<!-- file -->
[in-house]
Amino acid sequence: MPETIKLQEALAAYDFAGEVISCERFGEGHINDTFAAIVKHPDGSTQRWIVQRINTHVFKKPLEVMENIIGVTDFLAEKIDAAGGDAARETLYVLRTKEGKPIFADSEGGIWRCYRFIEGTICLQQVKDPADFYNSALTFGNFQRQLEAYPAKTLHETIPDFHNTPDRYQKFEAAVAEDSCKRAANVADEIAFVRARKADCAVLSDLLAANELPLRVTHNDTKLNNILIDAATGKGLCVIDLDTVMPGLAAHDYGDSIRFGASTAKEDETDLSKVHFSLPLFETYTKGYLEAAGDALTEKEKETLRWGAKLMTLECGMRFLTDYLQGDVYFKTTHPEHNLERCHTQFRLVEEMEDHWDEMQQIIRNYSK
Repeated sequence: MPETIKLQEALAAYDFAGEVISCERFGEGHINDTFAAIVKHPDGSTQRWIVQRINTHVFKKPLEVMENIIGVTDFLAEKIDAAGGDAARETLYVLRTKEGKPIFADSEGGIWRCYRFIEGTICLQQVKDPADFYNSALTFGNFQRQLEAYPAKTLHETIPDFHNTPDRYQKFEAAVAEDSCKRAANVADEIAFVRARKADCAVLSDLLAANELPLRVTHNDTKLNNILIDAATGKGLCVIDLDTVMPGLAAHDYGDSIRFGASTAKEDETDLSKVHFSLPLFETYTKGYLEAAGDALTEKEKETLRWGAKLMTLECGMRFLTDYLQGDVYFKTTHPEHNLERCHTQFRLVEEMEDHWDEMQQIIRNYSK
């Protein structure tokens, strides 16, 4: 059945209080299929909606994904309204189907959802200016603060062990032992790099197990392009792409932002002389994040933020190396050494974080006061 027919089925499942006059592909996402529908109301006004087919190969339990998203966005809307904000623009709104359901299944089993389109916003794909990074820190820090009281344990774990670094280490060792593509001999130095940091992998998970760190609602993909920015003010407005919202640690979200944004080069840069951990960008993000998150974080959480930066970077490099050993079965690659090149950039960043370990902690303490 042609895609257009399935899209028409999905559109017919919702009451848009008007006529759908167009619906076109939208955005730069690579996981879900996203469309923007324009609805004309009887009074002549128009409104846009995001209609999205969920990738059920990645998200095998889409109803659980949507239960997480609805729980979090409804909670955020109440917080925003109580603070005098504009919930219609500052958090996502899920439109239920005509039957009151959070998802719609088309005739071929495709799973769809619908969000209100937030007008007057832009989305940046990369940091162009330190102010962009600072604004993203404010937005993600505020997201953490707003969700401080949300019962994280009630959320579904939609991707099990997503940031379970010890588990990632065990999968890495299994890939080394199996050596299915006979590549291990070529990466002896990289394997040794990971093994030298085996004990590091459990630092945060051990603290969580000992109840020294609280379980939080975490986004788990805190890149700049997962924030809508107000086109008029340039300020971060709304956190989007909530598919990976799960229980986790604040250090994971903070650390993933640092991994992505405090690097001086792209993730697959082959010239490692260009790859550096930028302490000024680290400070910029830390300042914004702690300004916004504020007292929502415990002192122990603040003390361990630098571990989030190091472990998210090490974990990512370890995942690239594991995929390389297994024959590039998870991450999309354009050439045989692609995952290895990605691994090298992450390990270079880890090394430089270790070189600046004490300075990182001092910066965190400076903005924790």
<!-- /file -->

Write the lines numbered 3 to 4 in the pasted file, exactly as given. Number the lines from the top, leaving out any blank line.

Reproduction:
Repeated sequence: MPETIKLQEALAAYDFAGEVISCERFGEGHINDTFAAIVKHPDGSTQRWIVQRINTHVFKKPLEVMENIIGVTDFLAEKIDAAGGDAARETLYVLRTKEGKPIFADSEGGIWRCYRFIEGTICLQQVKDPADFYNSALTFGNFQRQLEAYPAKTLHETIPDFHNTPDRYQKFEAAVAEDSCKRAANVADEIAFVRARKADCAVLSDLLAANELPLRVTHNDTKLNNILIDAATGKGLCVIDLDTVMPGLAAHDYGDSIRFGASTAKEDETDLSKVHFSLPLFETYTKGYLEAAGDALTEKEKETLRWGAKLMTLECGMRFLTDYLQGDVYFKTTHPEHNLERCHTQFRLVEEMEDHWDEMQQIIRNYSK
């Protein structure tokens, strides 16, 4: 059945209080299929909606994904309204189907959802200016603060062990032992790099197990392009792409932002002389994040933020190396050494974080006061 027919089925499942006059592909996402529908109301006004087919190969339990998203966005809307904000623009709104359901299944089993389109916003794909990074820190820090009281344990774990670094280490060792593509001999130095940091992998998970760190609602993909920015003010407005919202640690979200944004080069840069951990960008993000998150974080959480930066970077490099050993079965690659090149950039960043370990902690303490 042609895609257009399935899209028409999905559109017919919702009451848009008007006529759908167009619906076109939208955005730069690579996981879900996203469309923007324009609805004309009887009074002549128009409104846009995001209609999205969920990738059920990645998200095998889409109803659980949507239960997480609805729980979090409804909670955020109440917080925003109580603070005098504009919930219609500052958090996502899920439109239920005509039957009151959070998802719609088309005739071929495709799973769809619908969000209100937030007008007057832009989305940046990369940091162009330190102010962009600072604004993203404010937005993600505020997201953490707003969700401080949300019962994280009630959320579904939609991707099990997503940031379970010890588990990632065990999968890495299994890939080394199996050596299915006979590549291990070529990466002896990289394997040794990971093994030298085996004990590091459990630092945060051990603290969580000992109840020294609280379980939080975490986004788990805190890149700049997962924030809508107000086109008029340039300020971060709304956190989007909530598919990976799960229980986790604040250090994971903070650390993933640092991994992505405090690097001086792209993730697959082959010239490692260009790859550096930028302490000024680290400070910029830390300042914004702690300004916004504020007292929502415990002192122990603040003390361990630098571990989030190091472990998210090490974990990512370890995942690239594991995929390389297994024959590039998870991450999309354009050439045989692609995952290895990605691994090298992450390990270079880890090394430089270790070189600046004490300075990182001092910066965190400076903005924790």